|US6374311||Apr 14, 1998||Apr 16, 2002||Intermec Ip Corp.||Communication network having a plurality of bridging nodes which transmit a beacon to terminal nodes in power saving state that it has messages awaiting delivery|
|US6567389 *||Jul 5, 1996||May 20, 2003||Nokia Telecommunications Oy||Method and arrangement for high-speed data transmission in a mobile telecommunications system|
|US6731946||Nov 22, 2000||May 4, 2004||Ensemble Communications||System and method for timing detector measurements in a wireless communication system|
|US6775276||May 27, 1998||Aug 10, 2004||3Com Corporation||Method and system for seamless address allocation in a data-over-cable system|
|US6859831||Oct 4, 2000||Feb 22, 2005||Sensoria Corporation||Method and apparatus for internetworked wireless integrated network sensor (WINS) nodes|
|US20020027896||Aug 10, 2001||Mar 7, 2002||Radiant Networks Plc||Communications system and method|
|US20020042274 *||Oct 9, 2001||Apr 11, 2002||Radiant Networks Plc||Communications meshes|
|US20020065631||Oct 26, 2001||May 30, 2002||Michael Loechner||Field device configured for wireless data communication|
|US20040001084||Jun 28, 2002||Jan 1, 2004||Nandini Shrinidhi||N x M network graphical user interface and method of use|
|US20040032853||Aug 16, 2002||Feb 19, 2004||D'amico Thomas Victor||Method and apparatus for reliably communicating information packets in a wireless communication network|
|US20040259555||Apr 23, 2004||Dec 23, 2004||Rappaport Theodore S.||System and method for predicting network performance and position location using multiple table lookups|
|US20050030968 *||Aug 7, 2003||Feb 10, 2005||Skypilot Network, Inc.||Communication protocol for a wireless mesh architecture|
|US20050119001||Jul 6, 2004||Jun 2, 2005||Hitachi Communication Technologies, Ltd.||Wireless communication system, server and mobile station therefor|
|US20050122929||Oct 28, 2004||Jun 9, 2005||Interdigital Technology Corporation||Apparatus and methods for central control of mesh networks|
|US20050149940||Jul 1, 2004||Jul 7, 2005||Sychron Inc.||System Providing Methodology for Policy-Based Resource Allocation|
|US20050164684||Dec 10, 2004||Jul 28, 2005||Fisher-Rosemount Systems, Inc.||Wireless handheld communicator in a process control environment|
|US20050192727||May 2, 2005||Sep 1, 2005||Automotive Technologies International Inc.||Sensor Assemblies|
|US20050201340||Mar 9, 2005||Sep 15, 2005||Xudong Wang||Distributed TDMA for wireless mesh network|
|US20050201349||Mar 15, 2004||Sep 15, 2005||Honeywell International Inc.||Redundant wireless node network with coordinated receiver diversity|
|US20050238058||Apr 26, 2004||Oct 27, 2005||Peirce Kenneth L Jr||Synchronization of upstream and downstream data transfer in wireless mesh topologies|
|US20050281215||Jun 17, 2004||Dec 22, 2005||Budampati Ramakrishna S||Wireless communication system with channel hopping and redundant connectivity|
|US20050282494||Jun 18, 2004||Dec 22, 2005||Jouni Kossi||Techniques for ad-hoc mesh networking|
|US20060002368||Jul 1, 2004||Jan 5, 2006||Honeywell International Inc.||Latency controlled redundant routing|
|US20060029061||Oct 6, 2004||Feb 9, 2006||Dust Networks||Low-power autonomous node for mesh communication network|
|US20060203795 *||May 13, 2005||Sep 14, 2006||Freescale Semiconductor Inc.||Method for sharing bandwidth using reduced duty cycle signals and media access control|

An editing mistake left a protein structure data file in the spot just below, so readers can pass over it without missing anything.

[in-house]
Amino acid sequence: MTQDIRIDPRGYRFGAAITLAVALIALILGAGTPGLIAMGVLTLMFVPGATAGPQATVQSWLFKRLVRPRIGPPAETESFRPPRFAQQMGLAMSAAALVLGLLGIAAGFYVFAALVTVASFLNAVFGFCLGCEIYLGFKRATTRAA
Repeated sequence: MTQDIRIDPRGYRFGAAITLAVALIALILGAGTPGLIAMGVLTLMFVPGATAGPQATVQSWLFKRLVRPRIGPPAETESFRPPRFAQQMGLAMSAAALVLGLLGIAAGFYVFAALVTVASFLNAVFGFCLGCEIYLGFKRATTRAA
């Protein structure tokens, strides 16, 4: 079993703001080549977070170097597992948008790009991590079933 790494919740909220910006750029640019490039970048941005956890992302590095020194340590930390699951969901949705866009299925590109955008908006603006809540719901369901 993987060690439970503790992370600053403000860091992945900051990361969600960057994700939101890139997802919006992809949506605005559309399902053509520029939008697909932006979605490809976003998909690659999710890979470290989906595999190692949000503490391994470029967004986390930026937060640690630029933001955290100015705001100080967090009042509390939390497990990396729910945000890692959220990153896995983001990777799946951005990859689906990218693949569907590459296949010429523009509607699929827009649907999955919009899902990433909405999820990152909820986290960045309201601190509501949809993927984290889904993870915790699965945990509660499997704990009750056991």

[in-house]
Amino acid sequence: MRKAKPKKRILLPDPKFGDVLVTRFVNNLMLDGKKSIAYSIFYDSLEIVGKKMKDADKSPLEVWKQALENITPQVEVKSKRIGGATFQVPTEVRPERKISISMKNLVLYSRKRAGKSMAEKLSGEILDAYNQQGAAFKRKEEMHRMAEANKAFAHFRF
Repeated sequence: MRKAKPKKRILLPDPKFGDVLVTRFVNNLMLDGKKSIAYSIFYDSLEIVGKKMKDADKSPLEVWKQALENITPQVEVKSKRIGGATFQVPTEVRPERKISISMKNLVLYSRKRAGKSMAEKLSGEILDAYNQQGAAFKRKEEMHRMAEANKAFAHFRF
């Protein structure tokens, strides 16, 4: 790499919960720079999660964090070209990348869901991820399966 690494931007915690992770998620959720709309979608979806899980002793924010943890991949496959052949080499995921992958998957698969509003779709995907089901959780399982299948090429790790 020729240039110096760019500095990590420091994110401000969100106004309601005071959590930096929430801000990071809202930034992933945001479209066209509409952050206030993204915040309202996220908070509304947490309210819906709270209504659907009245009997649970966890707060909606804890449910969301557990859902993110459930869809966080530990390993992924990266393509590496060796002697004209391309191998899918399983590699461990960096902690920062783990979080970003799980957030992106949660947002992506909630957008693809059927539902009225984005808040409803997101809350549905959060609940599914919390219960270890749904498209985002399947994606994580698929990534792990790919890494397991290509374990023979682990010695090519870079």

|US20060227729||Apr 12, 2005||Oct 12, 2006||Honeywell International Inc.||Wireless communication system with collision avoidance protocol|
|US20060239333 *||Apr 21, 2006||Oct 26, 2006||David Albert||Wireless communication system and related methods|
|US20060274644||Jun 3, 2005||Dec 7, 2006||Budampati Ramakrishna S||Redundantly connected wireless sensor networking methods|
|US20060274671||Jun 3, 2005||Dec 7, 2006||Budampati Ramakrishna S||Redundantly connected wireless sensor networking methods|
|US20060287001||Jun 17, 2005||Dec 21, 2006||Honeywell International Inc.||Wireless application installation, configuration and management tool|
|US20070030816||Aug 8, 2005||Feb 8, 2007||Honeywell International Inc.||Data compression and abnormal situation detection in a wireless sensor network|
|US20070030832||Aug 8, 2005||Feb 8, 2007||Honeywell International Inc.||Integrated infrastructure supporting multiple wireless devices|
|US20080130615||Dec 2, 2005||Jun 5, 2008||Hiroki Kashiwagi||Wireless Communication Apparatus, Mobile Terminal and Wireless Communication Method|
|WO2003023536A1||Aug 17, 2002||Mar 20, 2003||Endress + Hauser Wetzer Gmbh + Co. Kg||Radio module for field devices|
|Citing Patent||Filing date||Publication date||Applicant||Title|
|US8340518 *||May 28, 2009||Dec 25, 2012||Fujitsu Telecom Networks Limited||PON system, station-side apparatus for PON system, and control method thereof|
|US20110217041 *||May 28, 2009||Sep 8, 2011||Fujitsu Telecom Networks Limited||Pon system, station-side apparatus for pon system, and control method thereof|
|U.S. Classification||370/255, 370/347, 370/348, 370/324, 370/337, 370/458, 370/503, 370/443, 370/350, 370/310, 370/322, 370/442, 370/321|
|International Classification||G01R31/08, H04J3/06, H04B7/212, H04B7/00|
|Cooperative Classification||H04B7/2656, H04W84/18, H04J3/1682, H04W72/048|
|European Classification||H04B7/26T10, H04J3/16C, H04W72/04J|
|Dec 18, 2007||AS||Assignment|
Owner name: ROSEMOUNT, INC., MINNESOTA
Free format text: ASSIGNMENT OF ASSIGNORS INTEREST;ASSIGNOR:KARSCHNIA, ROBERT J.;REEL/FRAME:020296/0570
Effective date: 20071129
|Oct 18, 2011||CC||Certificate of correction|
|Nov 27, 2012||CC||Certificate of correction|
|Feb 23, 2015||FPAY||Fee payment|
Year of fee payment: 4